In theaters and streaming on Disney+ Premier Access on Friday is “Raya and the Last Dragon,” a gorgeous fantasy adventure film inspired by the culture and lore of Southeast Asia. The film is released with a theatrical short “Us Again,” Disney Animation’s first short released in 5 years, which shows how an elderly couple regain their vitality through music, dance and rain on one magical night.
“Raya and the Last Dragon” tells the story of the land of Kumandra where, 500 years before the story begins, a groups of monsters called the Druun raged through the kingdom, turning the people and dragons to stone. One powerful dragon, Sisu (Awkwafina), channeled her power into a gem that could destroy the Druun and revitalize the people of Kumandra, but could not bring back the other dragons or prevent the people of the land from fracturing and warring for the gem’s powers. Raya (Kelly Marie Tran) and her father, Chief Benja (Daniel Dae Kim), are from the land of Heart, who possess and protect the dragon stone. After her father invites the four other lands to their home as a show of unity, Raya is betrayed by Namaari (Gemma Chen) of the land of Fang, and must embark on a quest to find the last dragon, defeat the Druun once again and reunite Kumandra once and for all.
The first half of “Raya and the Last Dragon” feels like a fantasy RPG in the best way possible: as Raya travels from land to land she collects allies into her party with unique strengths and personalities. In Tail, she meets Buon (Izaac Wong), a charismatic shrimp boat restauranteur who carries her to Talon, where she is tricked by a “con baby” named Little Noi (Thalia Tran) who joins their venture. In Spine she is captured and then rescued by Tong (Benedict Wong), a fearsome mountain man whose village was destroyed by the Druun. Throughout her journey, Raya must confront Namaari, the daughter of Virana, leader of Fang (Sandra Oh), and Raya’s foil, who opposes her at turn.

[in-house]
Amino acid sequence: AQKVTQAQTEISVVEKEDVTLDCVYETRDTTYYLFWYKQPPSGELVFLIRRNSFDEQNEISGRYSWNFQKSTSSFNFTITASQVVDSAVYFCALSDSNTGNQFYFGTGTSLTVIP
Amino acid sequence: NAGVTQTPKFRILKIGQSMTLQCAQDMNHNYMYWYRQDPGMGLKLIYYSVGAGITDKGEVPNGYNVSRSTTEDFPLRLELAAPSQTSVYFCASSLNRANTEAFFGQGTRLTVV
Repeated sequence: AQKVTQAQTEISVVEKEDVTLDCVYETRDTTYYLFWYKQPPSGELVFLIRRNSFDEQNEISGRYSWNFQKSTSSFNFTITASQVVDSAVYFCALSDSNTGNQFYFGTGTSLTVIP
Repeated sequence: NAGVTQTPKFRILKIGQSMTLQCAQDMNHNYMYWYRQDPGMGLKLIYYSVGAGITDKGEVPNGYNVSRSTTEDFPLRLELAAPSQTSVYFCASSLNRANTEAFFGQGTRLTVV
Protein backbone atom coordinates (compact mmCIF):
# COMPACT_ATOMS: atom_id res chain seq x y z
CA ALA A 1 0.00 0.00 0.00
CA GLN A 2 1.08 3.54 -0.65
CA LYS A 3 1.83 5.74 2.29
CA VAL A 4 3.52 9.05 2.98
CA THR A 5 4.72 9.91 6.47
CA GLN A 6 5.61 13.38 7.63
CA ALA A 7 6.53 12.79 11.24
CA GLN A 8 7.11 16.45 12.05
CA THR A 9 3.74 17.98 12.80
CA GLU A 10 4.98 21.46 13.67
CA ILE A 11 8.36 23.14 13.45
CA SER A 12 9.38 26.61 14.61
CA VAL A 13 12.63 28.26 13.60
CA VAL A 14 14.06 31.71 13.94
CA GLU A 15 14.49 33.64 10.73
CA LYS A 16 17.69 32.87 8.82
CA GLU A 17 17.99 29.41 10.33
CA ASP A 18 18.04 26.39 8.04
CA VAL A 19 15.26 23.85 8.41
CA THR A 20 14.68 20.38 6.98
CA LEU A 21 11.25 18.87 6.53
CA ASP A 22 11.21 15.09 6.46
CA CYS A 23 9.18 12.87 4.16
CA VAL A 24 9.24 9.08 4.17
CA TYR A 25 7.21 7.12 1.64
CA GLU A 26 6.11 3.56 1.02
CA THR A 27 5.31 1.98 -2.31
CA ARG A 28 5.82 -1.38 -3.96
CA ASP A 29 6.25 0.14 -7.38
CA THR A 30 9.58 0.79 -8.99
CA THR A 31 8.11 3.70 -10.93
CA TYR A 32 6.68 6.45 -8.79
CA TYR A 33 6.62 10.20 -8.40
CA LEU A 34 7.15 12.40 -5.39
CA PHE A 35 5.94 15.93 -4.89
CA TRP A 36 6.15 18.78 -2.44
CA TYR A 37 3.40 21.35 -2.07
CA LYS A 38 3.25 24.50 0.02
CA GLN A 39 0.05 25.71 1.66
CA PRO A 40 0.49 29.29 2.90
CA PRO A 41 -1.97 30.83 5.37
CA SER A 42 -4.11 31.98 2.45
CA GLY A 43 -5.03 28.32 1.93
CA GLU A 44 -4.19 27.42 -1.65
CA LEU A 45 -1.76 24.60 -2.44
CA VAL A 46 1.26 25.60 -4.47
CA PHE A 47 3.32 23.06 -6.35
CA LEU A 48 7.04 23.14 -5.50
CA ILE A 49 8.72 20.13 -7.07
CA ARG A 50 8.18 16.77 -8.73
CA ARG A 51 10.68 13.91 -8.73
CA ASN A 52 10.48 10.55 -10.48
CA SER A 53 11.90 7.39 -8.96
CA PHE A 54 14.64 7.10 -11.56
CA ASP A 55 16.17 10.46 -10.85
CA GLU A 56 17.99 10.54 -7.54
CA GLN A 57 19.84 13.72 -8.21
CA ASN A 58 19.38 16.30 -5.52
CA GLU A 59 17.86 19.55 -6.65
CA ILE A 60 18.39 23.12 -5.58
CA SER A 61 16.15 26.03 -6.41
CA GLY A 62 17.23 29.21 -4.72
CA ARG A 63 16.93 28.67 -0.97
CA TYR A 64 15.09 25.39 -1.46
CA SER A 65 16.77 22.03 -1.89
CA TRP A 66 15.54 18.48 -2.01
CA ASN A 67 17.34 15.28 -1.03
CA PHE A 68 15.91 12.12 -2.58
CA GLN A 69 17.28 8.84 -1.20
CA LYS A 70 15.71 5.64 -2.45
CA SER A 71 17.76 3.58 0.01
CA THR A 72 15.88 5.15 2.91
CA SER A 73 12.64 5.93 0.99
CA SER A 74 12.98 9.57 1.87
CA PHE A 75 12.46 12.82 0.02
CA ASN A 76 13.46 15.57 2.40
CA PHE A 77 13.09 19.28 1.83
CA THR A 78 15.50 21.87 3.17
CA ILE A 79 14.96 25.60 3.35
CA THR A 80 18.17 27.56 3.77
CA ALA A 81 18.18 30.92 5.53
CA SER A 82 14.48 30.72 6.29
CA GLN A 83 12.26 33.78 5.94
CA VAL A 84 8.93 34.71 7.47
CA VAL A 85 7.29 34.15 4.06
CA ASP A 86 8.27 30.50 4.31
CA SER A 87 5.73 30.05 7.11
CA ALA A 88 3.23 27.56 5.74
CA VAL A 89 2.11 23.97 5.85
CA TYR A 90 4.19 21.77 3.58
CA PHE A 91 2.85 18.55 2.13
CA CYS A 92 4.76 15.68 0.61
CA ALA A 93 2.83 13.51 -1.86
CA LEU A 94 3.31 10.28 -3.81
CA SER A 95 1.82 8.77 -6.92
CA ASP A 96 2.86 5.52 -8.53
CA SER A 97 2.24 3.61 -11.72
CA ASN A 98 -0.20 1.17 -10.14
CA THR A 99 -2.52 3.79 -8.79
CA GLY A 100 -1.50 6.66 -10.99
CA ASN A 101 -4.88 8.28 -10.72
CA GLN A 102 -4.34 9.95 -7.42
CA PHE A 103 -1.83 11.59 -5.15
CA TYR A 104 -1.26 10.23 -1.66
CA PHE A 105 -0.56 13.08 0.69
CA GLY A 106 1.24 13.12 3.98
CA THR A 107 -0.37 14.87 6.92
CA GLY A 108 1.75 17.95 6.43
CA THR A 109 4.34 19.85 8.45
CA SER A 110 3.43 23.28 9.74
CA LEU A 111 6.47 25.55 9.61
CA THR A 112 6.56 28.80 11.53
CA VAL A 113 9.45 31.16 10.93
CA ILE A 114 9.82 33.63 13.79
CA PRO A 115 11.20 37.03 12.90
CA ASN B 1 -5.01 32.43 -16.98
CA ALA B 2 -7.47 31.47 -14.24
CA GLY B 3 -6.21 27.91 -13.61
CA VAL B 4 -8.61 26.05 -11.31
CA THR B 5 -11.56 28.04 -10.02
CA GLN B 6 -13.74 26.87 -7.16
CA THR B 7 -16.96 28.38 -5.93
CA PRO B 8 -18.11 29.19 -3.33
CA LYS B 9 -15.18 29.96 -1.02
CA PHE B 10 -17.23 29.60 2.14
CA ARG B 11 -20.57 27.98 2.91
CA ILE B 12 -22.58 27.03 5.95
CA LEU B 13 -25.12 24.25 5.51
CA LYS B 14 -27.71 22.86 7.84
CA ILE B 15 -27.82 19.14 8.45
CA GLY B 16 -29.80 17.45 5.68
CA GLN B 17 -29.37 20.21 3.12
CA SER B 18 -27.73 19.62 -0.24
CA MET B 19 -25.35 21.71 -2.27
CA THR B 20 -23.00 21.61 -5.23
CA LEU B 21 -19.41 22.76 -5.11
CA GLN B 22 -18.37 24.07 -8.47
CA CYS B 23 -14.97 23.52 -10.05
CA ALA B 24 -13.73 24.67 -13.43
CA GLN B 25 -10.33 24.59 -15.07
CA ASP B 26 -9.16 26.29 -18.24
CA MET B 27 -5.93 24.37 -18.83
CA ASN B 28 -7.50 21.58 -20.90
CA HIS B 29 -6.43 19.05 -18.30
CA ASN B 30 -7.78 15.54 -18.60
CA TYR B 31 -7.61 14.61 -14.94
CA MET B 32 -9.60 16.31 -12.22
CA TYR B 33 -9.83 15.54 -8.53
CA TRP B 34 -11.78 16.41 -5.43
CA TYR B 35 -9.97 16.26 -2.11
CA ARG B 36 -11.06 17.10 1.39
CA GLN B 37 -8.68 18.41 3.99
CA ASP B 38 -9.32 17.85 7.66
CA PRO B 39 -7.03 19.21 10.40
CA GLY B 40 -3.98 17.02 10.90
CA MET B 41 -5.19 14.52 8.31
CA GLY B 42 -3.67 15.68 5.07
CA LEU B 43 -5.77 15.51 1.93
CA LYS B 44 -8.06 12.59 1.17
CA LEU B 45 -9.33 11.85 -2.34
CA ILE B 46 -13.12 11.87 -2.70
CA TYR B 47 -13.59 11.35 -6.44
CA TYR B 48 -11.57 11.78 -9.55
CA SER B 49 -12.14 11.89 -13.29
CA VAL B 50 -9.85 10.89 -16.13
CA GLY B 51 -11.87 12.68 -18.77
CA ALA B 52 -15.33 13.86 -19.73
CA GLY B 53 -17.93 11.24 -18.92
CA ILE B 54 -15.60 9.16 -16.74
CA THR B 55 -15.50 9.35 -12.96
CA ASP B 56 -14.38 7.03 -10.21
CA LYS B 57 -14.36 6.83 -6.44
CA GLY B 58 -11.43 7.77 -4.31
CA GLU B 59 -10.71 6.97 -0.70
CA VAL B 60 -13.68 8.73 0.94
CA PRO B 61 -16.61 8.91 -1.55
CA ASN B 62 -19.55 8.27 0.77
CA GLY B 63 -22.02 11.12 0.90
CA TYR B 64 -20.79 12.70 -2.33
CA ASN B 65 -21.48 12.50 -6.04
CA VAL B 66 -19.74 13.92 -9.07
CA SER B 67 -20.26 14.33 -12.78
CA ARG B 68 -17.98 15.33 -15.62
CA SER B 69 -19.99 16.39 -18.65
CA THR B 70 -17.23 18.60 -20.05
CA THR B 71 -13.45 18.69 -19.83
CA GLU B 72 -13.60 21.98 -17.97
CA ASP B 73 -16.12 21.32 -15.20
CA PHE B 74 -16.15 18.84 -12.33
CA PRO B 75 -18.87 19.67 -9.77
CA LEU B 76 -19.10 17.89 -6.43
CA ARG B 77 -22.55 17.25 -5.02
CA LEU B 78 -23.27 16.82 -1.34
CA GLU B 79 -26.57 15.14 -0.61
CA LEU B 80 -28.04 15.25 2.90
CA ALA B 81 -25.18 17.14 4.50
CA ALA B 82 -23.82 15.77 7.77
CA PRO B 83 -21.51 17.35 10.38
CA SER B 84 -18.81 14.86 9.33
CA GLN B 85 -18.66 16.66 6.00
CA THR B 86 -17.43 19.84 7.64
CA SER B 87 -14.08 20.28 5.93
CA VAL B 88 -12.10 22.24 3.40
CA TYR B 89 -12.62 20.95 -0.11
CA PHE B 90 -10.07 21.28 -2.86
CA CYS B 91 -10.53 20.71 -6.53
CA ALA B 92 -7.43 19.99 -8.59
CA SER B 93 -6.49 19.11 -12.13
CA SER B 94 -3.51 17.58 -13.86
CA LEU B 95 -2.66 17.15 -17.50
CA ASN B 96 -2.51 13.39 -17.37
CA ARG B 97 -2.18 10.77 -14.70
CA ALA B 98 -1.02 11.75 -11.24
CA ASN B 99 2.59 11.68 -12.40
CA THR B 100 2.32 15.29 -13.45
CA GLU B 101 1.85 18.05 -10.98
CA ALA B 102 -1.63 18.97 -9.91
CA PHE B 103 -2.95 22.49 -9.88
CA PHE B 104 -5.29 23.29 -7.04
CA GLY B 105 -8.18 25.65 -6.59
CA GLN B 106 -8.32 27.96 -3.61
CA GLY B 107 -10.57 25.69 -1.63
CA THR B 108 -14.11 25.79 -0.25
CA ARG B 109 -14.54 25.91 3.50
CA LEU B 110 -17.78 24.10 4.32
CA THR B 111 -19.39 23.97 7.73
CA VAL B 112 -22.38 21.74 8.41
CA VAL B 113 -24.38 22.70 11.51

This film is simply wonderful. The cast, the animation, the care of the creators come together for a really beautifully crafted film. I’m hesitant when films base a mythical land on an amalgamation of cultures from disparate places simply because they are in the same region. Writers Adele Lim and Qui Nguyen, directors Carlos López Estrada and Don Hall, and the entire creative team behind “Raya and the Last Dragon” did a masterful job of highlighting the culture, customs, traditions, clothes, hair, weapons and food of Southeast Asia without reducing the region down to a bland fusion of stereotypes. By showing people of the land of Fang, Talon, Tail, Heart and Spine, the film shows distinct cultures of Kumandra, while also emphasizing the traditions that the people have in common. “Raya and the Last Dragon” also does the difficult, but crucial work of correcting some of the visual stereotypes and markers of the region on film. Martial arts and dragons tend to be mainstays of any film centering on Asian characters or legends, but this film reclaims them by displaying weaponry and martial arts that are specific and accurate to the region. Similarly, rather than brutal, wise dragons usually seen on screen, Sisu is, above all, a comedic character and a ray of sunshine whose power comes from trust and connection, not teeth or fire.
While much can be said about the animation of the film, particularly the unique 2D paper art backstory that mimics the style of ancient art in the region, the care of the creators is best found in the small details. Raya’s nose, the fuzz of Namaari’s undercut, the rain in the jungle between lands and Sisu’s uneven teeth display the depth of thought and artistry that went into every frame of the film. In interviews about the film, the cast and creators have spoken on the importance of the representation and relationships in this film. In its portrayals of female friendships, parental relationships and found families, “Raya and the Last Dragon” goes above and beyond to populate Kumandra with Southeast Asian characters with personalities, lives and connections rarely shown in major Hollywood pictures.
Accompanied by the vibrant and tender “Us Again,” “Raya and the Last Dragon” is well worth the premium price tag ($29.99 on Disney+).